Today, Parity, a New York LGBTQ advocacy group, plans to create a more “FABULOUS!” version of Ash Wednesday. They’re going to have ashes rubbed on their foreheads in the shape of a cross, as all good Catholics will, but their ashes will have colorful glitter mixed in. They’re calling it ‘Glitter Ash Wednesday.’
Before we get started, I think I should clarify something. As trollish as ‘Glitter Ash Wednesday’ sounds, they’re not mocking Catholics, nor Ash Wednesday. At least, they don’t seem to be mocking them. Some of them might even be Catholic themselves.
Anyway…. On Parity’s website promoting ‘Glitter Ash Wednesday,’ they hilariously state,
“Glitter is like love. It’s irresistible and irrepressible…. Glitter never gives up — and neither do we…. The need for progressive Christian witness has never been more urgent. Glitter is an inextricable element of queer history. It is how we have displayed our gritty, scandalous hope. We make ourselves fabulously conspicuous, giving offense to the arbiters of respectability that allow coercive power to flourish.”
If you’re confused about what all that means, youre not alone. There is not a single person on the entire planet that understands what the hell any of those childish bumper sticker phrases have to do with Ash Wednesday. The reasoning they give for this event is equivalent to shouting in a feminine lisp, “Yay for progressism!!! Yay for the sinful ‘gritty, scandalous’ relationships!!! B00 to the meanie-head Church!!!”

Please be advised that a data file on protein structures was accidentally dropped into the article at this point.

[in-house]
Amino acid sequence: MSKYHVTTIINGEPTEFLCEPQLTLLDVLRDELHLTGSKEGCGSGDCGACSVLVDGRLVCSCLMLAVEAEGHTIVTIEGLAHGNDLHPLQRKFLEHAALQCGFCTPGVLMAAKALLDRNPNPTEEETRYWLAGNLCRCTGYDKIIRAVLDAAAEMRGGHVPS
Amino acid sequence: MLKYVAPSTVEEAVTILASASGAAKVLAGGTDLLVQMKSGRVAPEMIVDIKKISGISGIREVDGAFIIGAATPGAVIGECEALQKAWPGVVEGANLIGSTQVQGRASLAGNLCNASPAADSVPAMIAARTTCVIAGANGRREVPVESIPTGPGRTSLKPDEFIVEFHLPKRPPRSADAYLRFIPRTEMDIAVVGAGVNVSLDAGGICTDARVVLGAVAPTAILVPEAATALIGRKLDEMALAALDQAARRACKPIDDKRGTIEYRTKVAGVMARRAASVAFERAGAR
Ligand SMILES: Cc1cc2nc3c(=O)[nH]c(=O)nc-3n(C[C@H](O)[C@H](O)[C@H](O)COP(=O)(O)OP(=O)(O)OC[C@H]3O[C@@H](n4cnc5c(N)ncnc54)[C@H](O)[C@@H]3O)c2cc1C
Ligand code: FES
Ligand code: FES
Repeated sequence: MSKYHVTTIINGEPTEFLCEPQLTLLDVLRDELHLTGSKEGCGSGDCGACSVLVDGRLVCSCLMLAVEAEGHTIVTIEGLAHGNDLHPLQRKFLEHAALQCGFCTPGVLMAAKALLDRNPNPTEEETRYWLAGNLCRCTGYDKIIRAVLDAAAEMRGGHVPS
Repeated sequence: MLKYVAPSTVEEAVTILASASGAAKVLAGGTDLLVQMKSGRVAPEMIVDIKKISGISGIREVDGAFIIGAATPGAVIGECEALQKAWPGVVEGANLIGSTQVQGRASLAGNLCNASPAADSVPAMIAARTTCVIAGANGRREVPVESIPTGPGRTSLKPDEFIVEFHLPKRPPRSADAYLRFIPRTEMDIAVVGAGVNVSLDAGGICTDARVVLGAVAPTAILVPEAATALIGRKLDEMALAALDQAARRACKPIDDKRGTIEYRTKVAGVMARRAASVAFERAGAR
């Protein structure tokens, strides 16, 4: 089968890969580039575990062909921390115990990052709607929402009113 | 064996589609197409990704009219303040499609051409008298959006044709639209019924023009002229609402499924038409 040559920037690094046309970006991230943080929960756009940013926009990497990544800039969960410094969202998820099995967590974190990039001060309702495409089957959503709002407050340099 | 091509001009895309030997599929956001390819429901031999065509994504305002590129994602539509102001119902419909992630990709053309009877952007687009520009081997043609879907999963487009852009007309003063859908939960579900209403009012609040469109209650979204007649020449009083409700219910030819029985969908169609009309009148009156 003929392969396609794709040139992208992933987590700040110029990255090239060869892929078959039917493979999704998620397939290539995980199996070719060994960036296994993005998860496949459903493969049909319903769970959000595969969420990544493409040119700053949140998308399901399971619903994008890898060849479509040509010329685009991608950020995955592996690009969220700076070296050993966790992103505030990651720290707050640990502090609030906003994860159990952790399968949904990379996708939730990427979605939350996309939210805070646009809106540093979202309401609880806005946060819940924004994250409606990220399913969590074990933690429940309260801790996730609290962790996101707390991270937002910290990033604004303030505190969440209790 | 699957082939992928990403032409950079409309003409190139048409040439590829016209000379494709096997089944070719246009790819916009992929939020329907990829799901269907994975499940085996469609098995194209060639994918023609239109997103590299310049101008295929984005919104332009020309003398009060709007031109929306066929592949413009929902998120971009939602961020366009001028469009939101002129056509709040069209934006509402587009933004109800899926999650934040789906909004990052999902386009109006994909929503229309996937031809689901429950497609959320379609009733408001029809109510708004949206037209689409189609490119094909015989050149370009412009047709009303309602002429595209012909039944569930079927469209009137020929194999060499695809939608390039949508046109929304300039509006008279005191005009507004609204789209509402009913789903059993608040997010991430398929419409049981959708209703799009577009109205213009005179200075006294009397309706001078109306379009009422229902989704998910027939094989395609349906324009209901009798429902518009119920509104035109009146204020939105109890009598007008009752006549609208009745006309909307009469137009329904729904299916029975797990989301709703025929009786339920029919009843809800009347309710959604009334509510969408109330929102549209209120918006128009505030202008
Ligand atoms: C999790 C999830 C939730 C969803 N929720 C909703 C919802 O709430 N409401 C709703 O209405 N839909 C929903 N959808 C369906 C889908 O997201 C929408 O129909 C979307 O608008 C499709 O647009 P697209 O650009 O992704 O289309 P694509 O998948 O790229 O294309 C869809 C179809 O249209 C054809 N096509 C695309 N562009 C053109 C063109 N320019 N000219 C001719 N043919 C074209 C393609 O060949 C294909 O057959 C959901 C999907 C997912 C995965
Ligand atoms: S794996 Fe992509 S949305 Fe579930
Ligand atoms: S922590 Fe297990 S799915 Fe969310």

Additionally, Ash Wednesday clearly has absolutely nothing to do with celebrating homosexuality, nor transgenderism. This holiday is really meant to do the exact opposite.
Catholics see this day as a time to reflect on the fact that they are both mortal and imperfect. They’re supposed to express true repentance of their past sins, and they’re to go forward by attempting to control the desires of their flesh. It is not a time celebrate their sinful nature, which holds them captive to the desire of their flesh.
Simply put, there are right ways and wrong ways to celebrate Ash Wednesday. This is the wrong way.